At a place where Skid Row meets the Toy District in an alley, there is a mural that is both sublime and eerie behind a gate. The gate is locked, but once opened one can see the mural quite clearly. On a white brick wall with the occasional painted yellow brick, a pink neon shape resembles a wolf with lime green eyes and teeth. A cloud the color of periwinkle becomes blue and transitions into a turquoise. A cartoonish character with the body of a glass pipe is  wearing boots and sticking out a white Mr.Potato Head-esque arm and hand making a peace sign. The unsettling figure in the mural can be missed at first glance. However if you look at the right bottom corner there is a black figure with red under-paint surrounded with blue Egyptian stars. Are these a Dada series of random images or is there metaphorical narrative behind mural? Is the black figure the homeless in DTLA or perhaps it represents the artists in DTLA who will soon be displaced due to gentrification?
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The future of Downtown Los Angeles is not hard to imagine when you walk down the street and see a homeless person folding up their tent at 6:30 in the morning or waiting until businesses close to set up their tent for the night. Gentrification is in its final stages in DTLA. The homeless people who use crutches and wheelchairs are becoming more and more obsolete. The conversation that is in the process of developing is: How can the community and law enforcement create a safer DTLA that is available for the entire Los Angeles community including the middle-class and artists? The writing is on the wall: The artists will be the next group to be forced to leave DTLA when the buildings are sold or the rents become too unaffordable.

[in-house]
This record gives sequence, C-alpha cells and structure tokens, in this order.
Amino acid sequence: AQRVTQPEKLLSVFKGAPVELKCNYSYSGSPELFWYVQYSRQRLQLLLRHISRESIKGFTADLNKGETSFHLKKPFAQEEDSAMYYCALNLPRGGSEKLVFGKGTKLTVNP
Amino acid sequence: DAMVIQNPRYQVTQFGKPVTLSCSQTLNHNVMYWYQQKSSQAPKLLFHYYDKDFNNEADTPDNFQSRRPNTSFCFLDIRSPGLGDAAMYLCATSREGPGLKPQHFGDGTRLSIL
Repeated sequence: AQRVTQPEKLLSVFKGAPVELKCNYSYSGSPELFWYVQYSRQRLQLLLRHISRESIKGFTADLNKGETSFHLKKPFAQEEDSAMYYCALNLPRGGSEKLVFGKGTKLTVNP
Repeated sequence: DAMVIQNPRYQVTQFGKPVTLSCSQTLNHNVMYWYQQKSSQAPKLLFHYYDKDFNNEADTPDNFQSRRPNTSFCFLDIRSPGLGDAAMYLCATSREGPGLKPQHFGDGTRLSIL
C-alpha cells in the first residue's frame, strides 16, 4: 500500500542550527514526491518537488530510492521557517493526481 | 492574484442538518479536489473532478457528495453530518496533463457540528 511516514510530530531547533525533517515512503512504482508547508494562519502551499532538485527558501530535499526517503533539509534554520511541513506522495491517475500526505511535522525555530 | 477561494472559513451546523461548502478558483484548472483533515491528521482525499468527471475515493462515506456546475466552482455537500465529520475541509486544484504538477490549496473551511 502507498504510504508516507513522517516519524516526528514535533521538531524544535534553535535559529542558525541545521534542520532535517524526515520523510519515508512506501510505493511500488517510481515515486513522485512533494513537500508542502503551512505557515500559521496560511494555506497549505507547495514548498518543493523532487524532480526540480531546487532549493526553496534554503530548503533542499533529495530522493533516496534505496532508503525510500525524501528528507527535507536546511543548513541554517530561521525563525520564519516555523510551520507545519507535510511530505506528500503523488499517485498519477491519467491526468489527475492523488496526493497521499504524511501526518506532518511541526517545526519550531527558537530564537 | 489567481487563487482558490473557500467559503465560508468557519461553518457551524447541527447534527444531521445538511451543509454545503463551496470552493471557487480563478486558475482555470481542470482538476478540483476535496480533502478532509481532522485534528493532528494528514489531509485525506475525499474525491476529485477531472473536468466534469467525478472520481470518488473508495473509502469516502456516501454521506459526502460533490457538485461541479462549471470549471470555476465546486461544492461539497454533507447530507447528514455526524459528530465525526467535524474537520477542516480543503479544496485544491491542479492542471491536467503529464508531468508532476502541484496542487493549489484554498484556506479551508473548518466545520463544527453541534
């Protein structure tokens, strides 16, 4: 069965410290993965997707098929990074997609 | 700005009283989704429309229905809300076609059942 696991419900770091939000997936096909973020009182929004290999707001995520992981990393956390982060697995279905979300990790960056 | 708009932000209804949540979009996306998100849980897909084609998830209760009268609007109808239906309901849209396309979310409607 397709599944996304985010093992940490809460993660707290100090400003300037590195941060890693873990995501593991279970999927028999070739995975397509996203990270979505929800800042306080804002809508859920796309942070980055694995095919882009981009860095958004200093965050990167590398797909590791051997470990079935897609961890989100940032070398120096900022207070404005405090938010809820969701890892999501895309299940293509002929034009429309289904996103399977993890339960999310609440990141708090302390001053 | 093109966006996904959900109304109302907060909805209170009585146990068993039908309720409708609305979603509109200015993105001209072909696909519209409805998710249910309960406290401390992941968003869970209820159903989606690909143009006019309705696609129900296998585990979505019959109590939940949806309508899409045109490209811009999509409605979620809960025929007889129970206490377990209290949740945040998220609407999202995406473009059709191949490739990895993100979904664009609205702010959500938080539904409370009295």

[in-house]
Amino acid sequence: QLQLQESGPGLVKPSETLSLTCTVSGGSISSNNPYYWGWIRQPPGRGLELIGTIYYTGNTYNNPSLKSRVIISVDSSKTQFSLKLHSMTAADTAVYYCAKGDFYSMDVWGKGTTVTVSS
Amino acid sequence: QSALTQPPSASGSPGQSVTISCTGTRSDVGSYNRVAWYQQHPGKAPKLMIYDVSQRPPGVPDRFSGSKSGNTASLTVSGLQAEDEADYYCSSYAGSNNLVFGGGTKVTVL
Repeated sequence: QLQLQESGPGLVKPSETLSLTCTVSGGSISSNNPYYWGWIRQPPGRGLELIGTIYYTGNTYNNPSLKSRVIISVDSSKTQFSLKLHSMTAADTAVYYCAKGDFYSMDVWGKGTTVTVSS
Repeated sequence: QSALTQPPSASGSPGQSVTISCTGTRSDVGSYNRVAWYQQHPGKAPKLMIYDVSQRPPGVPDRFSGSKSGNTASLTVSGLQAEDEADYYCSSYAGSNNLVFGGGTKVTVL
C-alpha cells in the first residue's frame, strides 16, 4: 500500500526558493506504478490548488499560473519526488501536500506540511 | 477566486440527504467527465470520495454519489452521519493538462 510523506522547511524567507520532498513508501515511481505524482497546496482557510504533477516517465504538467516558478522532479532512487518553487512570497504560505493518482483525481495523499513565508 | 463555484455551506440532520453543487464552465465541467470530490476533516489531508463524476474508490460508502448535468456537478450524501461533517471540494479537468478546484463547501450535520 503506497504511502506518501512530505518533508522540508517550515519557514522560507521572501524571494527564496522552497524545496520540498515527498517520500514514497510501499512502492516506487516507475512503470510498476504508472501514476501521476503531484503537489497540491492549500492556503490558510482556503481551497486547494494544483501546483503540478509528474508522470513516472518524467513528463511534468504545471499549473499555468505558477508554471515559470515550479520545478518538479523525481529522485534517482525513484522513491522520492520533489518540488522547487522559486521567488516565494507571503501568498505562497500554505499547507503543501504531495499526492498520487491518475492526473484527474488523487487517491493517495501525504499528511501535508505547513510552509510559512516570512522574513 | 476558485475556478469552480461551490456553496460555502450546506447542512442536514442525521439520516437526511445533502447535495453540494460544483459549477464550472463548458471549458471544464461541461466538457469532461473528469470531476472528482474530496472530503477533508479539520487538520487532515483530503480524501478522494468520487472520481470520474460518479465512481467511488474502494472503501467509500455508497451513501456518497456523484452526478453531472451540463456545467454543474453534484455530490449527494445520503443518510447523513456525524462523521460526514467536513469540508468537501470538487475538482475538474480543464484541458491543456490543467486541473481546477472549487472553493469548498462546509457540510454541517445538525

There was a recent Craigslist rental post titled, “One bedroom in fully-gentrified arts district (United States).” The first line of the post sums up the state of gentrification in DTLA and in most inner-cities in the United States of America today, “Come be a pioneer in a new neighborhood. New York style one-bedroom for rent, centrally located in downtown arts district. Don’t worry, it’s gentrified now, so bring your girlfriend with you!” The listing goes on to say that one of the perks of living in their rental is that you can, “Live with artists without having to live like them.” As DTLA changes into a place where the upper-middle class and wealthy feel more comfortable and the community changes to cater to their tastes, the artists who live and work here need to prepare because most of the Los Angeles-based artists will not be able to afford to live in DTLA as the rents rise and the neighborhood changes.